Microsoft’s latest privacy policy says vendors listen to voice data

Microsoft updates its privacy policy to ‘specify’ that employees sometimes LISTEN to voice data collected by Skype and Cortana

  • Microsoft says it updated its privacy policy and FAQs to ‘add greater clarity’
  • The update revealed voice data is sometimes reviewed by human workers 
  • Says recent issues showed that they could ‘do a better job’ informing users 

Microsoft said on Wednesday it updated its privacy policy to let customers know that it had been collecting voice data of its users with the help of employees and contractors.

A spokesperson for Microsoft said the company collects voice data to provide voice-enabled services for Skype and Cortana and sometimes uses vendors to assist in improving these services.

‘We realized, based on questions raised recently, that we could do a better job specifying that humans sometimes review this content,’ the spokesperson said in an emailed statement.

Microsoft said on Wednesday it updated its privacy policy to let customers know that it had been collecting voice data of its users with the help of employees and contractors. File photo

The company is the latest tech giant to admit to such practices, after media reports on Tuesday said Facebook Inc has been paying outside contractors to transcribe audio clips from users of its services.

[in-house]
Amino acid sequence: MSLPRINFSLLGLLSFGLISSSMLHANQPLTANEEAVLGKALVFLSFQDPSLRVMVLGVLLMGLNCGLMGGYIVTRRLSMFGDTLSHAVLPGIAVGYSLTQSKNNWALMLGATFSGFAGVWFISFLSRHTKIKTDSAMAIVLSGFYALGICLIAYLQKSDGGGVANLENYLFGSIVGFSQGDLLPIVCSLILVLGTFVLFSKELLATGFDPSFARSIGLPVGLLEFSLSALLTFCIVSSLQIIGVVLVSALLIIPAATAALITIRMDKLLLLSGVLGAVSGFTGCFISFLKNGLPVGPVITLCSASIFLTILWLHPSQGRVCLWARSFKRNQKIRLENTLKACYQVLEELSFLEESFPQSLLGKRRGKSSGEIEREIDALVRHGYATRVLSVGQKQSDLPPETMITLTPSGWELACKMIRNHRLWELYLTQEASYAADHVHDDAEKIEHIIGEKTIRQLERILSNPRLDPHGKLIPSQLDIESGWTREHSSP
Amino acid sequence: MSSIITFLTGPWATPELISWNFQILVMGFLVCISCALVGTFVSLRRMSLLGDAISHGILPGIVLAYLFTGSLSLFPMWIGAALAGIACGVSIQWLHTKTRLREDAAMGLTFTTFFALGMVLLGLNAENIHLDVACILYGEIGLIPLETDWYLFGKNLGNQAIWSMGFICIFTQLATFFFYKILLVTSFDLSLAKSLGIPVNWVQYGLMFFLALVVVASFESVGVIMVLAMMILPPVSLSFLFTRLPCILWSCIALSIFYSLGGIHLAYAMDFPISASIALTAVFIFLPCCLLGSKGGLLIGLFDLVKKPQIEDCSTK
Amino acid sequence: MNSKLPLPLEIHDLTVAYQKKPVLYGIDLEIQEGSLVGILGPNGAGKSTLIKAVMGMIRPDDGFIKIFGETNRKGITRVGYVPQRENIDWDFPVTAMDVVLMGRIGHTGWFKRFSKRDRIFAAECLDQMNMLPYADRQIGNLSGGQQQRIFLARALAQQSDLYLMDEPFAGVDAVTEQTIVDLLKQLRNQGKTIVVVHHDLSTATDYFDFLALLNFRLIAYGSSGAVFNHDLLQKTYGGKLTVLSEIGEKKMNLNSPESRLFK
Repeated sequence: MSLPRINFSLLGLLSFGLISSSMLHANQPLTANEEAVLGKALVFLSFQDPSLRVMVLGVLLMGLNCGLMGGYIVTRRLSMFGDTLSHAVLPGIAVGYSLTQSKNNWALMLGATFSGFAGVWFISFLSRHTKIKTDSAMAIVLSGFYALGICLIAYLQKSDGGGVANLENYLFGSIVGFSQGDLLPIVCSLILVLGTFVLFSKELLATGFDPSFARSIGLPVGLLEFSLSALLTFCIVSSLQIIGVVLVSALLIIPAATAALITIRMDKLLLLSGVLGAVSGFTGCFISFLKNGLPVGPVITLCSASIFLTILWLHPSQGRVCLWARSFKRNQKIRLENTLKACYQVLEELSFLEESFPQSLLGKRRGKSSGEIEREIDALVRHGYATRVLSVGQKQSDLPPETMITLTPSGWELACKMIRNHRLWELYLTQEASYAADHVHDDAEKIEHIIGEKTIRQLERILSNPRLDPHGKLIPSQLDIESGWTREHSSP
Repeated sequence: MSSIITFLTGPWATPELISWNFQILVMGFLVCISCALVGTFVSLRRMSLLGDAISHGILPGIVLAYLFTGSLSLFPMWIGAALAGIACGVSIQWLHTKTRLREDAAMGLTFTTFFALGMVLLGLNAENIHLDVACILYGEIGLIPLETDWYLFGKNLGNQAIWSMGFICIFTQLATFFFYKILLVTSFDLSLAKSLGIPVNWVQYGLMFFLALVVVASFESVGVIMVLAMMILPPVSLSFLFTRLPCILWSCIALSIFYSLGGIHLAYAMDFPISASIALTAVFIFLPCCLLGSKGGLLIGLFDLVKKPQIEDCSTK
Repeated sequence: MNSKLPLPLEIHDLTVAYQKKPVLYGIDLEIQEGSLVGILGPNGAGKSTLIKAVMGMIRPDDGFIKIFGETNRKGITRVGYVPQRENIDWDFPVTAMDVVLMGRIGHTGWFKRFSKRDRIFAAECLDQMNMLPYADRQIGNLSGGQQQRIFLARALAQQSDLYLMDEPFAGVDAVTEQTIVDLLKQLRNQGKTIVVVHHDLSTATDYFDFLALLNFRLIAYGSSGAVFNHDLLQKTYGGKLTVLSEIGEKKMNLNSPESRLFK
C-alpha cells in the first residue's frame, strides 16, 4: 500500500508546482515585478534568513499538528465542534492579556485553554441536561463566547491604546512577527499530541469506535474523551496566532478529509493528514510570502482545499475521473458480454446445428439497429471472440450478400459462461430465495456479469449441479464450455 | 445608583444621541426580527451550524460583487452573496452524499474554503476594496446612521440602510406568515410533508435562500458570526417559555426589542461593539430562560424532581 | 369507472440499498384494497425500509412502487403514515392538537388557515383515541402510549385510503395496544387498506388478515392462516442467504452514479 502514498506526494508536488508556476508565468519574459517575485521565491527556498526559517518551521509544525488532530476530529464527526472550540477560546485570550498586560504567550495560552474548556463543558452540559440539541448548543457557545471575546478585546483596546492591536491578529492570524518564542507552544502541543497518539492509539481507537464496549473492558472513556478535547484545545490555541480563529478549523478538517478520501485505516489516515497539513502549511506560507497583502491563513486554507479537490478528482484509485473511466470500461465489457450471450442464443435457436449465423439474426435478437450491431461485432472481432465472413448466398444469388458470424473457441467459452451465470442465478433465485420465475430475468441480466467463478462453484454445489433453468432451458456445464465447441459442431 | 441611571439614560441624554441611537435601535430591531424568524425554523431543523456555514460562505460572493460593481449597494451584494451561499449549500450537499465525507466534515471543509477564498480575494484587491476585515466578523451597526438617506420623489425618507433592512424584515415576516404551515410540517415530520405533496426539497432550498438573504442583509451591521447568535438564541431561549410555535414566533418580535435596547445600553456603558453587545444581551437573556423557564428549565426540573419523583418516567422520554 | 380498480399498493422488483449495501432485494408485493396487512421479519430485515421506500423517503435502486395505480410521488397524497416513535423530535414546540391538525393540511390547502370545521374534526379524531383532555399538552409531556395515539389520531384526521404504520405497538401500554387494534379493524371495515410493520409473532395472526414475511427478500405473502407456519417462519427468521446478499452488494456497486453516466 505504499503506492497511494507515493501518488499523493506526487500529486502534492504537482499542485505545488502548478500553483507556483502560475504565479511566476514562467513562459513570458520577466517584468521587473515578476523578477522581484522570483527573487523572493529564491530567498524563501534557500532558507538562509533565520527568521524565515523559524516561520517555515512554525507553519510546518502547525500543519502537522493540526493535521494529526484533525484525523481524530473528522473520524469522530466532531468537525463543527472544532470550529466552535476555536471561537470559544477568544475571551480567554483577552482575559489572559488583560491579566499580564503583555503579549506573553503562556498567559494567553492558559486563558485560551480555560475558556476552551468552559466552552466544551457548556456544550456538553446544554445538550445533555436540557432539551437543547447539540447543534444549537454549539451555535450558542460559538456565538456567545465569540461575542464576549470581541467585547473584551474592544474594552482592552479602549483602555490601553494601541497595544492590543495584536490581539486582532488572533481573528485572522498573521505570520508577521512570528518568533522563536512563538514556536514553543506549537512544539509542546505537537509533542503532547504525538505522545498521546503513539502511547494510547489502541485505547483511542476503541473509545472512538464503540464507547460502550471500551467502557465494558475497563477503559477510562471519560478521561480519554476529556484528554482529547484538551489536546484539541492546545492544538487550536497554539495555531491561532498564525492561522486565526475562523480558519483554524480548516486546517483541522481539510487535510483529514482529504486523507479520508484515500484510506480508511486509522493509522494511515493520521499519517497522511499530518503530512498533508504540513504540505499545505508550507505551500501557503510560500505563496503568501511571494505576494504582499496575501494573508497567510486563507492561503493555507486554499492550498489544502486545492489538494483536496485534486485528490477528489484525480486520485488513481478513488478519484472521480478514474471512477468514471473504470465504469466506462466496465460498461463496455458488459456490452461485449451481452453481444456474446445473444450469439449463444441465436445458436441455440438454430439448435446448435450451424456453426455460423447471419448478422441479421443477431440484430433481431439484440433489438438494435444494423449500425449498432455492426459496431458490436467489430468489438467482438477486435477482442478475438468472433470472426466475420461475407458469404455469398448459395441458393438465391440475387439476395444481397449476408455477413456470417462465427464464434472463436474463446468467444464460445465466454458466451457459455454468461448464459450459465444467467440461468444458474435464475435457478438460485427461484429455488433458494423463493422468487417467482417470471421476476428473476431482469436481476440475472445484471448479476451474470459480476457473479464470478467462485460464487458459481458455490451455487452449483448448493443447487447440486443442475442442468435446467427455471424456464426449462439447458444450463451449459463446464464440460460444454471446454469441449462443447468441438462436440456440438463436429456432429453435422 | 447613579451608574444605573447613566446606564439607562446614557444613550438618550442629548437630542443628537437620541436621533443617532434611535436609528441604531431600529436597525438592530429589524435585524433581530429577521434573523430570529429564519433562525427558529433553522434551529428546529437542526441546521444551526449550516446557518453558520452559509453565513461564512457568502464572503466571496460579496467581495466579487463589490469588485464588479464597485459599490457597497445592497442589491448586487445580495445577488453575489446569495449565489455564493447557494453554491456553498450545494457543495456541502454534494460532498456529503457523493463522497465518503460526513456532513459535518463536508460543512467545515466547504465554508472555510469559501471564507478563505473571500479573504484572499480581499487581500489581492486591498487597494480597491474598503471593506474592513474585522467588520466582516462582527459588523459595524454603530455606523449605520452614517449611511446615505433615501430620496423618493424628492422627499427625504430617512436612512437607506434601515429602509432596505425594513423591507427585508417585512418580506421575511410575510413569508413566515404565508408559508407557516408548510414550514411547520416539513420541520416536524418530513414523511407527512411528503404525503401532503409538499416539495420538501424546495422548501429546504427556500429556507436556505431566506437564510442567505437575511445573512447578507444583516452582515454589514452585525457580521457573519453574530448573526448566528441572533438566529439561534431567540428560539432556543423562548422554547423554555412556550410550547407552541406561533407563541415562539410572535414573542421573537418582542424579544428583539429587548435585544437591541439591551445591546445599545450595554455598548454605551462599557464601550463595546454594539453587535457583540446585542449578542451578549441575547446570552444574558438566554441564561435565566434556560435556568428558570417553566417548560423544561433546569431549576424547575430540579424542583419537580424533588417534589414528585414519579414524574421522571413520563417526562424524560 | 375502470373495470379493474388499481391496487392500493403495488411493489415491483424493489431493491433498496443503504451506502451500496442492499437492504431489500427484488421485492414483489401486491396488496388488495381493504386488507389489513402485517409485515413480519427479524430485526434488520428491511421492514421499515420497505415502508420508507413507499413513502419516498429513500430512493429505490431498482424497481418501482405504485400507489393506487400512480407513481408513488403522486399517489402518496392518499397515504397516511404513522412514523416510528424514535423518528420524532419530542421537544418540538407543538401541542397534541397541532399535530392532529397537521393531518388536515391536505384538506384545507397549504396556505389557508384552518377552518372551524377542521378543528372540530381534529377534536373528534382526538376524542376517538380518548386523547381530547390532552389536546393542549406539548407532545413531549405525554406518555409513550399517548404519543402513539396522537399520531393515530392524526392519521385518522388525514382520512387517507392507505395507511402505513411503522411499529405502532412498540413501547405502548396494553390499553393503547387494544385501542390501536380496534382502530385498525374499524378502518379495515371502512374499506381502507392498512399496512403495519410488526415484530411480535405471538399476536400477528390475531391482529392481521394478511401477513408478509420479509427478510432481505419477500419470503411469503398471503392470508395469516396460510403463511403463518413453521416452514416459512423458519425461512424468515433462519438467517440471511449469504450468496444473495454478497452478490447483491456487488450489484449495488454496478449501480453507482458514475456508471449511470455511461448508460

‘We’ve updated our privacy statement and product FAQs to add greater clarity and will continue to examine further opportunities to improve,’ the Microsoft spokesperson said.

Tech companies in the United States have been facing broad criticism from lawmakers and regulators over their privacy practices.

Just yesterday it was revealed that Facebook has been paying outside contractors to transcribe audio clips from users of its services, Bloomberg reported, citing people familiar with the matter.

The company confirmed that it had been transcribing users’ audio and said it was no longer doing so, Bloomberg reported.

Facebook did not immediately respond to a Reuters request for comment.

Bloomberg, citing the company, reported that the users who were affected chose the option in the Messenger app to have their voice chats transcribed. 

The contractors were checking whether Facebook’s artificial intelligence correctly interpreted the messages. 

The social media company has been facing broad criticism from lawmakers and regulators over its privacy practices.

Apple, Microsoft, and Google have all come under fire in recent weeks for how they collect audio from their voice-activated smart assistants.

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